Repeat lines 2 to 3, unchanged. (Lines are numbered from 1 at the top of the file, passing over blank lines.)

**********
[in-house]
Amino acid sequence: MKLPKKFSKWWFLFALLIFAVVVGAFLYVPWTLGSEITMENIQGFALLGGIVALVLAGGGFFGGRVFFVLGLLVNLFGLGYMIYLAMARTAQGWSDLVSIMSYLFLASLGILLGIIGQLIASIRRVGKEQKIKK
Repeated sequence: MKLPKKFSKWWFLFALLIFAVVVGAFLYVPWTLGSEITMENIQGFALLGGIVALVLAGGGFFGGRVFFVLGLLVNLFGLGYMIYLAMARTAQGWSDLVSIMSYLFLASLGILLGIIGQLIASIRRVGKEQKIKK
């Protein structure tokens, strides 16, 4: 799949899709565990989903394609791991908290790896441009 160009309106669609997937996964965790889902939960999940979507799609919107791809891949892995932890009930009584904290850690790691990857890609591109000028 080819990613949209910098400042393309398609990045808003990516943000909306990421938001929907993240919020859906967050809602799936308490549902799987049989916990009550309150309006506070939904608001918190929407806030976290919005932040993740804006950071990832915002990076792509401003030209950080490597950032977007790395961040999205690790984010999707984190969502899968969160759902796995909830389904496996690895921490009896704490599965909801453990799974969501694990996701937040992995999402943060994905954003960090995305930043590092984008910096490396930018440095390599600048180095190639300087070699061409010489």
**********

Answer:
Amino acid sequence: MKLPKKFSKWWFLFALLIFAVVVGAFLYVPWTLGSEITMENIQGFALLGGIVALVLAGGGFFGGRVFFVLGLLVNLFGLGYMIYLAMARTAQGWSDLVSIMSYLFLASLGILLGIIGQLIASIRRVGKEQKIKK
Repeated sequence: MKLPKKFSKWWFLFALLIFAVVVGAFLYVPWTLGSEITMENIQGFALLGGIVALVLAGGGFFGGRVFFVLGLLVNLFGLGYMIYLAMARTAQGWSDLVSIMSYLFLASLGILLGIIGQLIASIRRVGKEQKIKK